Geneva (ICRC) – On the occasion of World Health Day, 7 April, the International Committee of the Red Cross (ICRC) is issuing a report on "Violent incidents affecting the delivery of health care," based on a large number of recorded cases, to raise awareness of attacks on people seeking or providing health care.
Health personnel suffered over 1,800 violent incidents during 2013. As the report says, providing health care has remained as dangerous as ever over the last two years. In addition to reporting on attacks, the study highlights lesser-known types of incident, such as armed personnel disrupting hospital services by forcing their way in, or sexual violence against health personnel.
"Media reports only highlight violence affecting health services in just a few conflict-stricken countries, such as Syria," said Pierre Gentile, head of the ICRC-led "Health Care in Danger" project on the dangers facing health-care services. "However, the ICRC report shows that the violence occurs in other countries too. It is therefore urgent that governments, armed forces and the health-care community step up their efforts to make health-care delivery safer all over the world."
The report is based on information collected in 2012 and 2013 on 1,809 incidents in 23 countries in which violence was used against patients, health-care personnel, ambulances or medical facilities.
"This is the first time that a report of this kind has been based on such a large number of incidents," said Mr Gentile. "It clearly shows that the situation is not improving: all too frequently, health facilities are still being targeted, and patients are being mishandled or even killed."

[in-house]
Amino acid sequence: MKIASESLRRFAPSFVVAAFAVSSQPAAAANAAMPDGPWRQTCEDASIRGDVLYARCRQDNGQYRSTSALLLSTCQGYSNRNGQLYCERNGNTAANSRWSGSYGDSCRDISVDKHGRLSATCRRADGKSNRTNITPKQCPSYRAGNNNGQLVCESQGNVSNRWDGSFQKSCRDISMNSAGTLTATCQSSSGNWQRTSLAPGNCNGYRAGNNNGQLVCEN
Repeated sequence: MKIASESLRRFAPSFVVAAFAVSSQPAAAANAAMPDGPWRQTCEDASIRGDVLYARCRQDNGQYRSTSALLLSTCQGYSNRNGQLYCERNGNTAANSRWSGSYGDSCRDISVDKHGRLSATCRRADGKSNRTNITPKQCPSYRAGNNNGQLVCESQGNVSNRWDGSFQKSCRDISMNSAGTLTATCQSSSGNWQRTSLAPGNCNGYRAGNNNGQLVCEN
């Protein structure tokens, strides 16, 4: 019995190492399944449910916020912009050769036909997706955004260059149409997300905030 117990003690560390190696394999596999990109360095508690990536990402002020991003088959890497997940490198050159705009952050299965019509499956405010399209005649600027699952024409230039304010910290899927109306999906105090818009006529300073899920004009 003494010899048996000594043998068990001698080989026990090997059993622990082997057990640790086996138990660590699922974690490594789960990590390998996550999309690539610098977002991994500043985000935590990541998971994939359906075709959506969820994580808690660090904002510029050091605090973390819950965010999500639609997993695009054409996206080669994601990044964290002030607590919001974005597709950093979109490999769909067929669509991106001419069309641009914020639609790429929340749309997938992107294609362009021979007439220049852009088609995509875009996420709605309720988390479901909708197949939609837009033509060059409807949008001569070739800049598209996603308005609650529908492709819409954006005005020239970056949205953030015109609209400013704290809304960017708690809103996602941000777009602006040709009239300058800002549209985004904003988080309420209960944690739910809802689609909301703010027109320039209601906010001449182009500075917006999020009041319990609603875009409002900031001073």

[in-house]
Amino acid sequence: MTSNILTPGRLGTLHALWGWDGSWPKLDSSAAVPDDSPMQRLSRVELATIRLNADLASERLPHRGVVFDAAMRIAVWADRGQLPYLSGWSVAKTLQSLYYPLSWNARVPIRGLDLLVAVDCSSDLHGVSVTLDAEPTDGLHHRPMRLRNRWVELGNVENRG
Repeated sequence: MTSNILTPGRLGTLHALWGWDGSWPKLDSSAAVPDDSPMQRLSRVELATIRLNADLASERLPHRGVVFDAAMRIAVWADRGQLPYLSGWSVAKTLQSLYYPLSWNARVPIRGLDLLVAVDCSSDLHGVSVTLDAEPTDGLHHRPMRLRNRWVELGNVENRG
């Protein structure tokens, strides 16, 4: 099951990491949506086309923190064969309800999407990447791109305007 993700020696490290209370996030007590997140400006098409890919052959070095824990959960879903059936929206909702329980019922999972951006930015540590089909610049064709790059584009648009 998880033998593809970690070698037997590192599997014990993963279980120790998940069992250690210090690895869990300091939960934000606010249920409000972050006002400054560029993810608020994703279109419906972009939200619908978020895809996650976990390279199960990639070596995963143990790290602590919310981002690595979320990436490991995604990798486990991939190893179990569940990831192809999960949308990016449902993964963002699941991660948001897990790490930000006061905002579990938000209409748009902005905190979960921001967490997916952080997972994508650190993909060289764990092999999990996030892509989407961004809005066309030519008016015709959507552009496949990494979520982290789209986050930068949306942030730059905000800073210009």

Attacks on or within health-care facilities represent 40 per cent of all confirmed incidents. In many cases, hospitals and health centres were bombed, shot at or looted, which often resulted in extensive damage.
In some of the incidents, medical personnel were forced to breach medical ethics, for example by being required to withhold treatment from adversaries. In others, they were subjected to direct attacks, including killing, kidnapping and threats.
"We were threatened by armed men who insisted on getting in the car and making us take them where they wanted to go," said Liana Kakesa, the ICRC's assistant medical coordinator in Bangui, in the Central African Republic. "When we tried to explain our work to them they became angry and threatened us with machetes and rifles."
The indirect consequences of threats against health personnel, which can leave entire communities without any available care, can be at least as serious as any direct use of violence.
For further information, please contact: David-Pierre Marquet, ICRC Geneva, tel: +41 22 730 25 02 or +41 79 536 92 48